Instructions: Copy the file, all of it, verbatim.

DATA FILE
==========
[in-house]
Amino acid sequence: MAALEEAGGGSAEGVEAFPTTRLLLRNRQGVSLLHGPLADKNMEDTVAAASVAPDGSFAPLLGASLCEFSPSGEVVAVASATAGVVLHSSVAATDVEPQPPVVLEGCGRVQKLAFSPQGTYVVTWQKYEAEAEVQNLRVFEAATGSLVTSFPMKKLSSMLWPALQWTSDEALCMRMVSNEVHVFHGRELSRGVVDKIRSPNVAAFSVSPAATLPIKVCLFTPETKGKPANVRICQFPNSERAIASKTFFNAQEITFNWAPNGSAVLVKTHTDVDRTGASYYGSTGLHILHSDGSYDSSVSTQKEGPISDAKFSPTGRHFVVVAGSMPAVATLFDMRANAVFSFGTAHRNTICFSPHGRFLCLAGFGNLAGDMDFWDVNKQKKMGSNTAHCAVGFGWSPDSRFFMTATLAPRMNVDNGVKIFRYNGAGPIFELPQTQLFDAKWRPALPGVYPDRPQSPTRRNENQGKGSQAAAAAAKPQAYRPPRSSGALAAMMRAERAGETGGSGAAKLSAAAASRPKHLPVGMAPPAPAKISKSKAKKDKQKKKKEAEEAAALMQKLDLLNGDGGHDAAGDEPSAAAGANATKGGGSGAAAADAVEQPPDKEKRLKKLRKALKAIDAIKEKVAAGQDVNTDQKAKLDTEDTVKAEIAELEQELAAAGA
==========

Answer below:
[in-house]
Amino acid sequence: MAALEEAGGGSAEGVEAFPTTRLLLRNRQGVSLLHGPLADKNMEDTVAAASVAPDGSFAPLLGASLCEFSPSGEVVAVASATAGVVLHSSVAATDVEPQPPVVLEGCGRVQKLAFSPQGTYVVTWQKYEAEAEVQNLRVFEAATGSLVTSFPMKKLSSMLWPALQWTSDEALCMRMVSNEVHVFHGRELSRGVVDKIRSPNVAAFSVSPAATLPIKVCLFTPETKGKPANVRICQFPNSERAIASKTFFNAQEITFNWAPNGSAVLVKTHTDVDRTGASYYGSTGLHILHSDGSYDSSVSTQKEGPISDAKFSPTGRHFVVVAGSMPAVATLFDMRANAVFSFGTAHRNTICFSPHGRFLCLAGFGNLAGDMDFWDVNKQKKMGSNTAHCAVGFGWSPDSRFFMTATLAPRMNVDNGVKIFRYNGAGPIFELPQTQLFDAKWRPALPGVYPDRPQSPTRRNENQGKGSQAAAAAAKPQAYRPPRSSGALAAMMRAERAGETGGSGAAKLSAAAASRPKHLPVGMAPPAPAKISKSKAKKDKQKKKKEAEEAAALMQKLDLLNGDGGHDAAGDEPSAAAGANATKGGGSGAAAADAVEQPPDKEKRLKKLRKALKAIDAIKEKVAAGQDVNTDQKAKLDTEDTVKAEIAELEQELAAAGA